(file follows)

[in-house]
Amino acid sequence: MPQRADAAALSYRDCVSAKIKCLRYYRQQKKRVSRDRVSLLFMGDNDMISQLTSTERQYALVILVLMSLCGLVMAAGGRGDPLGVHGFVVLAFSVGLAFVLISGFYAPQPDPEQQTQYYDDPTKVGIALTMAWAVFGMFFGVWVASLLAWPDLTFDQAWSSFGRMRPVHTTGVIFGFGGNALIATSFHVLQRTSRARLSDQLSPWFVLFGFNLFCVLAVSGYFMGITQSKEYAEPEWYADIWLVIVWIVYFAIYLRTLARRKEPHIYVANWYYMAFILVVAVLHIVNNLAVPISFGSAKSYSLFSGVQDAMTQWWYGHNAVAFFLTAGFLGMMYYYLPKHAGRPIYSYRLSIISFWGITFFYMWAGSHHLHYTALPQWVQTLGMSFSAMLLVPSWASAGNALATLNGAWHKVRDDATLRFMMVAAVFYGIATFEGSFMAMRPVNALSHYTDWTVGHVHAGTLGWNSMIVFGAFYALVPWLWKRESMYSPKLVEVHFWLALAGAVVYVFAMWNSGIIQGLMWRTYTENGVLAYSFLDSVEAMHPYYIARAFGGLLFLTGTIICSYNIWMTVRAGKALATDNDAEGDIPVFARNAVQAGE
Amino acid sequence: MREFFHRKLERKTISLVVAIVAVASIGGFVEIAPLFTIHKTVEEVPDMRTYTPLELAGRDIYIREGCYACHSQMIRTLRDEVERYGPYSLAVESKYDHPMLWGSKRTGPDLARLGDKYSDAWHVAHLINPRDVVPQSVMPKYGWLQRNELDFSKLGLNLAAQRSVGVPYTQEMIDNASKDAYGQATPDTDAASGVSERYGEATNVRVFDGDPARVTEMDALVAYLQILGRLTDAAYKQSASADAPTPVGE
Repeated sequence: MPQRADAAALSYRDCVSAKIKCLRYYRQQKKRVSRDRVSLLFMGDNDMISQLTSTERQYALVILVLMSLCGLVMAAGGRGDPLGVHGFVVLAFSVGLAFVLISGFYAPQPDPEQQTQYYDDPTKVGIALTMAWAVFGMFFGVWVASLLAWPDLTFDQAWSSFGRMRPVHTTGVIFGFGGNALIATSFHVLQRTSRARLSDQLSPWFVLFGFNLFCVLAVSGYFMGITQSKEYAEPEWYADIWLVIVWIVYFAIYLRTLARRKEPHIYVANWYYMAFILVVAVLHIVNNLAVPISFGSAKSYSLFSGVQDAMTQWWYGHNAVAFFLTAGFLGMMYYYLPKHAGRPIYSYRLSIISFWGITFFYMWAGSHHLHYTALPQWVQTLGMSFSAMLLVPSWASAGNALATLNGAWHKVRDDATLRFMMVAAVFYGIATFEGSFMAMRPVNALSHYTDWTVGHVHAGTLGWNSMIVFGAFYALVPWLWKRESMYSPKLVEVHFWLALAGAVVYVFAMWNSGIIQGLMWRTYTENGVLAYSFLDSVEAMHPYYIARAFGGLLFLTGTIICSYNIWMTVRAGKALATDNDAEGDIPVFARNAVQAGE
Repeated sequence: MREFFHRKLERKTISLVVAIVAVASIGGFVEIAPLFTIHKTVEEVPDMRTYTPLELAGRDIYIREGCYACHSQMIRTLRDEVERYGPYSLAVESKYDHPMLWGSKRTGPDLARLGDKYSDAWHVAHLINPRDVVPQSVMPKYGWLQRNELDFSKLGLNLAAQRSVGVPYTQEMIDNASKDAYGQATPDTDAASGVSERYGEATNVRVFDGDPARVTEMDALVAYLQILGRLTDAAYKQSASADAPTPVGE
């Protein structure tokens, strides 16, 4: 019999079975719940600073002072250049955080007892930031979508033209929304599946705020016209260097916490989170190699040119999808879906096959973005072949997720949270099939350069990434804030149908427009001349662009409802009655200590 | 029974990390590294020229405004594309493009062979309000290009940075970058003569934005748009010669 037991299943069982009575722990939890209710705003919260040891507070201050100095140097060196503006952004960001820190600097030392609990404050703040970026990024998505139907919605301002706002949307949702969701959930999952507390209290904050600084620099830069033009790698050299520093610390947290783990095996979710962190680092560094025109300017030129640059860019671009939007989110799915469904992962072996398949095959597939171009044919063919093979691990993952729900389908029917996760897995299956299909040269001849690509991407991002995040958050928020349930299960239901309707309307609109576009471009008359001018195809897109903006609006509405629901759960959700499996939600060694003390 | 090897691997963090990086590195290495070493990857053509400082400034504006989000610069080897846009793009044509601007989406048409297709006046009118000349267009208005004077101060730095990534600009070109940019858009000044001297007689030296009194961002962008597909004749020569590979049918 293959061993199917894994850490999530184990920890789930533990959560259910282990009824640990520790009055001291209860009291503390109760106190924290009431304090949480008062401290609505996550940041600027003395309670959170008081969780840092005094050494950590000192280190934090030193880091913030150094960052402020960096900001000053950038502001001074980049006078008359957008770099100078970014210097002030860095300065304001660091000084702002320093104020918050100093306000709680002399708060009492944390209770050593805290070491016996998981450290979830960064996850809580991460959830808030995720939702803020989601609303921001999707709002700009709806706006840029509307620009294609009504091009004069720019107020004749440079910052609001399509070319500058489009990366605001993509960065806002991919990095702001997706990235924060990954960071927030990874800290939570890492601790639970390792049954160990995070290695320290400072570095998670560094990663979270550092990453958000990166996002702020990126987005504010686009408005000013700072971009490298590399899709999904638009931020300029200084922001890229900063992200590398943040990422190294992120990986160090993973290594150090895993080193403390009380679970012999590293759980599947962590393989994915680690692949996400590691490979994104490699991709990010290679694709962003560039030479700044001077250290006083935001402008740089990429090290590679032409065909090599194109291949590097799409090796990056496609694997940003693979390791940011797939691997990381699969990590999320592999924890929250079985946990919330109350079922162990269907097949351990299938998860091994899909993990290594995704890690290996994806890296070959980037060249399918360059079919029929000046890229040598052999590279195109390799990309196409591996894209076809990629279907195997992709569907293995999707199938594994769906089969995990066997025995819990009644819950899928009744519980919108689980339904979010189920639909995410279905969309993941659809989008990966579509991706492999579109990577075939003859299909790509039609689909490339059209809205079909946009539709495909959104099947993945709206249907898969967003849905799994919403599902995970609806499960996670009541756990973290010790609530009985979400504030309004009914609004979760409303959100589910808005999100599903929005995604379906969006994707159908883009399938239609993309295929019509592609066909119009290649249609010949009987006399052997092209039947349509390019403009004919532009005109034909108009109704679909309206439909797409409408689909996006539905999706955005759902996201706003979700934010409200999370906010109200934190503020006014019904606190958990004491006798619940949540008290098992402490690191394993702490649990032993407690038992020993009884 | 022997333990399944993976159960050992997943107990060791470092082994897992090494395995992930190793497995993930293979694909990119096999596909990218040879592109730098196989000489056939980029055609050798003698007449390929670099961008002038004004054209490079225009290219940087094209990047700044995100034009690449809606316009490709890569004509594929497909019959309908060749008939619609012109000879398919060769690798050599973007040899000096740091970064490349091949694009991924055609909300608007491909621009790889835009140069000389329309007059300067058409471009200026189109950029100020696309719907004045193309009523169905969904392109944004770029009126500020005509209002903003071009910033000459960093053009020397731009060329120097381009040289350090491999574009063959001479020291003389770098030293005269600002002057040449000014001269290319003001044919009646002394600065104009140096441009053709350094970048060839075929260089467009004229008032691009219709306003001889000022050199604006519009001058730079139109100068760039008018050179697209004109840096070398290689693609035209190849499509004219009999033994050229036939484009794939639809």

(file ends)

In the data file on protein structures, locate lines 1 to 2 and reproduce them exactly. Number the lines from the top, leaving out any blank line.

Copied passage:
[in-house]
Amino acid sequence: MPQRADAAALSYRDCVSAKIKCLRYYRQQKKRVSRDRVSLLFMGDNDMISQLTSTERQYALVILVLMSLCGLVMAAGGRGDPLGVHGFVVLAFSVGLAFVLISGFYAPQPDPEQQTQYYDDPTKVGIALTMAWAVFGMFFGVWVASLLAWPDLTFDQAWSSFGRMRPVHTTGVIFGFGGNALIATSFHVLQRTSRARLSDQLSPWFVLFGFNLFCVLAVSGYFMGITQSKEYAEPEWYADIWLVIVWIVYFAIYLRTLARRKEPHIYVANWYYMAFILVVAVLHIVNNLAVPISFGSAKSYSLFSGVQDAMTQWWYGHNAVAFFLTAGFLGMMYYYLPKHAGRPIYSYRLSIISFWGITFFYMWAGSHHLHYTALPQWVQTLGMSFSAMLLVPSWASAGNALATLNGAWHKVRDDATLRFMMVAAVFYGIATFEGSFMAMRPVNALSHYTDWTVGHVHAGTLGWNSMIVFGAFYALVPWLWKRESMYSPKLVEVHFWLALAGAVVYVFAMWNSGIIQGLMWRTYTENGVLAYSFLDSVEAMHPYYIARAFGGLLFLTGTIICSYNIWMTVRAGKALATDNDAEGDIPVFARNAVQAGE